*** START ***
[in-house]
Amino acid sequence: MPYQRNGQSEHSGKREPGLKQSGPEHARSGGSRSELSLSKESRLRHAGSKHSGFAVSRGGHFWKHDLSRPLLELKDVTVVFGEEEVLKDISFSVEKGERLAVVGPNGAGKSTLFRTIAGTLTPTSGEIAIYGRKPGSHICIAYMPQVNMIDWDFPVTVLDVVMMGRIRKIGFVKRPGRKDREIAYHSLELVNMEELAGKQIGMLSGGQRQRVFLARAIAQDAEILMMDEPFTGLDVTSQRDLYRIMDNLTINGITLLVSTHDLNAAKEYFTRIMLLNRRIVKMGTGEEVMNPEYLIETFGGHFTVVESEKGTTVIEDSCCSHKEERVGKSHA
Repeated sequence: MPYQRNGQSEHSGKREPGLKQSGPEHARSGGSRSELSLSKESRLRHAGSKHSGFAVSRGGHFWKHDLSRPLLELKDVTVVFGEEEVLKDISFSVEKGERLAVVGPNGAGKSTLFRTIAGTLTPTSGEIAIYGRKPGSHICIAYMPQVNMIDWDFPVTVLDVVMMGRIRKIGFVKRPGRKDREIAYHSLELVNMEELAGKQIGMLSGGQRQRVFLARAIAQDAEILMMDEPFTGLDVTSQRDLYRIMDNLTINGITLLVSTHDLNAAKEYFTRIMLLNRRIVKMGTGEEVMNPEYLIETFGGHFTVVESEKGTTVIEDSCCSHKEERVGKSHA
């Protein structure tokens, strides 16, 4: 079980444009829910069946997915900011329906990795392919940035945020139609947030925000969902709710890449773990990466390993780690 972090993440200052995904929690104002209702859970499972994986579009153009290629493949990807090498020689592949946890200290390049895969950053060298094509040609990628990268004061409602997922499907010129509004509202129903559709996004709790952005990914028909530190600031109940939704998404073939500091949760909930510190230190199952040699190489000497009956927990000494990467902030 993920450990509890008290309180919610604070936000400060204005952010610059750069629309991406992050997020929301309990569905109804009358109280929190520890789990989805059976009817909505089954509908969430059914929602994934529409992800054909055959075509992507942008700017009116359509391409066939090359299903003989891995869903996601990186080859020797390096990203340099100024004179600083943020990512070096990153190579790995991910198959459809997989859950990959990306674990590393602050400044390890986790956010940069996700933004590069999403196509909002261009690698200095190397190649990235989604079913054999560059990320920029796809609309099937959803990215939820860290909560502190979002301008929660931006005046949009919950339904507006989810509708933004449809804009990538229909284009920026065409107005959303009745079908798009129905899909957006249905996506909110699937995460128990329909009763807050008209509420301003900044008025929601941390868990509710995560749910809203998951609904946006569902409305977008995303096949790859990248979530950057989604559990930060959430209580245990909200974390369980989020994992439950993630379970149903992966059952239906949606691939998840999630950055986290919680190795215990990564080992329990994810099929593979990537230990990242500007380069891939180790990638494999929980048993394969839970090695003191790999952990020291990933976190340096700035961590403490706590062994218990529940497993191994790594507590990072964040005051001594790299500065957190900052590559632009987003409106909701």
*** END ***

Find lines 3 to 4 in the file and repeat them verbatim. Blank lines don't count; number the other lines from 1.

Repeated sequence: MPYQRNGQSEHSGKREPGLKQSGPEHARSGGSRSELSLSKESRLRHAGSKHSGFAVSRGGHFWKHDLSRPLLELKDVTVVFGEEEVLKDISFSVEKGERLAVVGPNGAGKSTLFRTIAGTLTPTSGEIAIYGRKPGSHICIAYMPQVNMIDWDFPVTVLDVVMMGRIRKIGFVKRPGRKDREIAYHSLELVNMEELAGKQIGMLSGGQRQRVFLARAIAQDAEILMMDEPFTGLDVTSQRDLYRIMDNLTINGITLLVSTHDLNAAKEYFTRIMLLNRRIVKMGTGEEVMNPEYLIETFGGHFTVVESEKGTTVIEDSCCSHKEERVGKSHA
């Protein structure tokens, strides 16, 4: 079980444009829910069946997915900011329906990795392919940035945020139609947030925000969902709710890449773990990466390993780690 972090993440200052995904929690104002209702859970499972994986579009153009290629493949990807090498020689592949946890200290390049895969950053060298094509040609990628990268004061409602997922499907010129509004509202129903559709996004709790952005990914028909530190600031109940939704998404073939500091949760909930510190230190199952040699190489000497009956927990000494990467902030 993920450990509890008290309180919610604070936000400060204005952010610059750069629309991406992050997020929301309990569905109804009358109280929190520890789990989805059976009817909505089954509908969430059914929602994934529409992800054909055959075509992507942008700017009116359509391409066939090359299903003989891995869903996601990186080859020797390096990203340099100024004179600083943020990512070096990153190579790995991910198959459809997989859950990959990306674990590393602050400044390890986790956010940069996700933004590069999403196509909002261009690698200095190397190649990235989604079913054999560059990320920029796809609309099937959803990215939820860290909560502190979002301008929660931006005046949009919950339904507006989810509708933004449809804009990538229909284009920026065409107005959303009745079908798009129905899909957006249905996506909110699937995460128990329909009763807050008209509420301003900044008025929601941390868990509710995560749910809203998951609904946006569902409305977008995303096949790859990248979530950057989604559990930060959430209580245990909200974390369980989020994992439950993630379970149903992966059952239906949606691939998840999630950055986290919680190795215990990564080992329990994810099929593979990537230990990242500007380069891939180790990638494999929980048993394969839970090695003191790999952990020291990933976190340096700035961590403490706590062994218990529940497993191994790594507590990072964040005051001594790299500065957190900052590559632009987003409106909701």